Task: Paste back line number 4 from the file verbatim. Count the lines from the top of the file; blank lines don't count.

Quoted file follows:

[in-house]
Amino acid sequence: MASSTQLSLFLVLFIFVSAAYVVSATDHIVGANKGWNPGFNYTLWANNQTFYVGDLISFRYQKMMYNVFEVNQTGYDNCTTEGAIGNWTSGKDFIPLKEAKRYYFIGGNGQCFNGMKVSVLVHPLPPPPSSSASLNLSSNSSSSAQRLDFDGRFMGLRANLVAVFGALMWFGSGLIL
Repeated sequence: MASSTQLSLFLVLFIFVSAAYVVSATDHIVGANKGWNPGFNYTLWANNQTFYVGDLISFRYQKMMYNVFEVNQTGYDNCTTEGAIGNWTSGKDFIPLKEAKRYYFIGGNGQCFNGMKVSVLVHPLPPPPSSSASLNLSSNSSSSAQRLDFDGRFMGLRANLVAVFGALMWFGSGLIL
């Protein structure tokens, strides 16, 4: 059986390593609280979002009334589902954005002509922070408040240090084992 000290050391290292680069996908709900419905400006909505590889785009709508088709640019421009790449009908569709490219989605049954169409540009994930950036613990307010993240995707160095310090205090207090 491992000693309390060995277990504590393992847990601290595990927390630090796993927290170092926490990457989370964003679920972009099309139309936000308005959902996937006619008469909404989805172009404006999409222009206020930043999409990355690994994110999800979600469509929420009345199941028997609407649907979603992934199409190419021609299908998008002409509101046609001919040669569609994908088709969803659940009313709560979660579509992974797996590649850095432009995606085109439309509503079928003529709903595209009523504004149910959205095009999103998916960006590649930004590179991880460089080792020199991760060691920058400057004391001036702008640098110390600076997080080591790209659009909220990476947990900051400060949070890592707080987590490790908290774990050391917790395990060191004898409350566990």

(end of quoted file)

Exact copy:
């Protein structure tokens, strides 16, 4: 059986390593609280979002009334589902954005002509922070408040240090084992 000290050391290292680069996908709900419905400006909505590889785009709508088709640019421009790449009908569709490219989605049954169409540009994930950036613990307010993240995707160095310090205090207090 491992000693309390060995277990504590393992847990601290595990927390630090796993927290170092926490990457989370964003679920972009099309139309936000308005959902996937006619008469909404989805172009404006999409222009206020930043999409990355690994994110999800979600469509929420009345199941028997609407649907979603992934199409190419021609299908998008002409509101046609001919040669569609994908088709969803659940009313709560979660579509992974797996590649850095432009995606085109439309509503079928003529709903595209009523504004149910959205095009999103998916960006590649930004590179991880460089080792020199991760060691920058400057004391001036702008640098110390600076997080080591790209659009909220990476947990900051400060949070890592707080987590490790908290774990050391917790395990060191004898409350566990």